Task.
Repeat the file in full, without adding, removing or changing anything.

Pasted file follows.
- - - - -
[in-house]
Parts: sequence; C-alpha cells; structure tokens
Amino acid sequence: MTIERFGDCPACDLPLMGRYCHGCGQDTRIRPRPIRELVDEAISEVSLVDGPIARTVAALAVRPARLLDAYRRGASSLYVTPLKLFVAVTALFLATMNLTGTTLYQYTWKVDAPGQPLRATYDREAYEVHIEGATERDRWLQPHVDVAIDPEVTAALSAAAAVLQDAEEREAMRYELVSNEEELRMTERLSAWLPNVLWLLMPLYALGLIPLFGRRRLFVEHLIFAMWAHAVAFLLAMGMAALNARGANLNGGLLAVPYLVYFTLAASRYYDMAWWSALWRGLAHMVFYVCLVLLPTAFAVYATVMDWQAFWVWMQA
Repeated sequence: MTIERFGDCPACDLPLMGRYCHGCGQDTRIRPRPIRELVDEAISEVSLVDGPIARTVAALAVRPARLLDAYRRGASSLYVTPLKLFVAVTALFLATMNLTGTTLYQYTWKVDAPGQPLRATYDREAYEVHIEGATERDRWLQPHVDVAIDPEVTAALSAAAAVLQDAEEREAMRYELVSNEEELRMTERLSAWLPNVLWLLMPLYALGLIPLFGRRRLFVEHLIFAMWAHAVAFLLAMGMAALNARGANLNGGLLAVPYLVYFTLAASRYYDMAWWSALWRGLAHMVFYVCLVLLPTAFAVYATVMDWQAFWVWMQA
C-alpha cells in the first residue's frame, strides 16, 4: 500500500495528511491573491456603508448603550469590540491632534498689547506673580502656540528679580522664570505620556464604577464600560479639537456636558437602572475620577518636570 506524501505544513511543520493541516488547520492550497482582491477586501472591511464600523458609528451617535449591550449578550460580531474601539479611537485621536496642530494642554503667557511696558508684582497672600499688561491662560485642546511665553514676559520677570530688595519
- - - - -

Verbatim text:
[in-house]
Parts: sequence; C-alpha cells; structure tokens
Amino acid sequence: MTIERFGDCPACDLPLMGRYCHGCGQDTRIRPRPIRELVDEAISEVSLVDGPIARTVAALAVRPARLLDAYRRGASSLYVTPLKLFVAVTALFLATMNLTGTTLYQYTWKVDAPGQPLRATYDREAYEVHIEGATERDRWLQPHVDVAIDPEVTAALSAAAAVLQDAEEREAMRYELVSNEEELRMTERLSAWLPNVLWLLMPLYALGLIPLFGRRRLFVEHLIFAMWAHAVAFLLAMGMAALNARGANLNGGLLAVPYLVYFTLAASRYYDMAWWSALWRGLAHMVFYVCLVLLPTAFAVYATVMDWQAFWVWMQA
Repeated sequence: MTIERFGDCPACDLPLMGRYCHGCGQDTRIRPRPIRELVDEAISEVSLVDGPIARTVAALAVRPARLLDAYRRGASSLYVTPLKLFVAVTALFLATMNLTGTTLYQYTWKVDAPGQPLRATYDREAYEVHIEGATERDRWLQPHVDVAIDPEVTAALSAAAAVLQDAEEREAMRYELVSNEEELRMTERLSAWLPNVLWLLMPLYALGLIPLFGRRRLFVEHLIFAMWAHAVAFLLAMGMAALNARGANLNGGLLAVPYLVYFTLAASRYYDMAWWSALWRGLAHMVFYVCLVLLPTAFAVYATVMDWQAFWVWMQA
C-alpha cells in the first residue's frame, strides 16, 4: 500500500495528511491573491456603508448603550469590540491632534498689547506673580502656540528679580522664570505620556464604577464600560479639537456636558437602572475620577518636570 506524501505544513511543520493541516488547520492550497482582491477586501472591511464600523458609528451617535449591550449578550460580531474601539479611537485621536496642530494642554503667557511696558508684582497672600499688561491662560485642546511665553514676559520677570530688595519